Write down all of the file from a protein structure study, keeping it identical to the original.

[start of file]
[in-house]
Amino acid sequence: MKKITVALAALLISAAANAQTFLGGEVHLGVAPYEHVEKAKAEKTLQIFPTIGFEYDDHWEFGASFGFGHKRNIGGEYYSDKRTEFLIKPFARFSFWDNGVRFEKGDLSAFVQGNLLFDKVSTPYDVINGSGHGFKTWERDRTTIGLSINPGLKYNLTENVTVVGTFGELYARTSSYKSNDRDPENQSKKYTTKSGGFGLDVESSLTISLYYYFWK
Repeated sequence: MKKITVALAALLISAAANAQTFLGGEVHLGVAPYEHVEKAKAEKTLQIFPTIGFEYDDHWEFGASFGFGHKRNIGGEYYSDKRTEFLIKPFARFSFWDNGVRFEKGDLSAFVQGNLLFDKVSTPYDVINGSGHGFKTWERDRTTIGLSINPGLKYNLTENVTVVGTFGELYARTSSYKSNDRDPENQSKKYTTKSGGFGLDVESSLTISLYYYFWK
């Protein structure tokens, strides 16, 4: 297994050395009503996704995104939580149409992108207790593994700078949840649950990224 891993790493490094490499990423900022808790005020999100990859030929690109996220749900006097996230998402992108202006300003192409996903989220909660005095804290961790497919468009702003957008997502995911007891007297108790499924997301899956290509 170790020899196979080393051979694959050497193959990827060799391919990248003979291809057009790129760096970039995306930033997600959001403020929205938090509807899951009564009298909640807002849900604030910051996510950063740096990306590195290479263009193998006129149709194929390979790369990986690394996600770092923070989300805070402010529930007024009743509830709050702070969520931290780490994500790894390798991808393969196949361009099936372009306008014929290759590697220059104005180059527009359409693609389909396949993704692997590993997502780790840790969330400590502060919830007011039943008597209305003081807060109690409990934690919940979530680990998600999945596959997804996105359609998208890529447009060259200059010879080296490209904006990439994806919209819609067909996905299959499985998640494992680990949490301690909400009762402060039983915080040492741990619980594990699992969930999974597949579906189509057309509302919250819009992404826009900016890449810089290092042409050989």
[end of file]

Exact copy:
[in-house]
Amino acid sequence: MKKITVALAALLISAAANAQTFLGGEVHLGVAPYEHVEKAKAEKTLQIFPTIGFEYDDHWEFGASFGFGHKRNIGGEYYSDKRTEFLIKPFARFSFWDNGVRFEKGDLSAFVQGNLLFDKVSTPYDVINGSGHGFKTWERDRTTIGLSINPGLKYNLTENVTVVGTFGELYARTSSYKSNDRDPENQSKKYTTKSGGFGLDVESSLTISLYYYFWK
Repeated sequence: MKKITVALAALLISAAANAQTFLGGEVHLGVAPYEHVEKAKAEKTLQIFPTIGFEYDDHWEFGASFGFGHKRNIGGEYYSDKRTEFLIKPFARFSFWDNGVRFEKGDLSAFVQGNLLFDKVSTPYDVINGSGHGFKTWERDRTTIGLSINPGLKYNLTENVTVVGTFGELYARTSSYKSNDRDPENQSKKYTTKSGGFGLDVESSLTISLYYYFWK
């Protein structure tokens, strides 16, 4: 297994050395009503996704995104939580149409992108207790593994700078949840649950990224 891993790493490094490499990423900022808790005020999100990859030929690109996220749900006097996230998402992108202006300003192409996903989220909660005095804290961790497919468009702003957008997502995911007891007297108790499924997301899956290509 170790020899196979080393051979694959050497193959990827060799391919990248003979291809057009790129760096970039995306930033997600959001403020929205938090509807899951009564009298909640807002849900604030910051996510950063740096990306590195290479263009193998006129149709194929390979790369990986690394996600770092923070989300805070402010529930007024009743509830709050702070969520931290780490994500790894390798991808393969196949361009099936372009306008014929290759590697220059104005180059527009359409693609389909396949993704692997590993997502780790840790969330400590502060919830007011039943008597209305003081807060109690409990934690919940979530680990998600999945596959997804996105359609998208890529447009060259200059010879080296490209904006990439994806919209819609067909996905299959499985998640494992680990949490301690909400009762402060039983915080040492741990619980594990699992969930999974597949579906189509057309509302919250819009992404826009900016890449810089290092042409050989």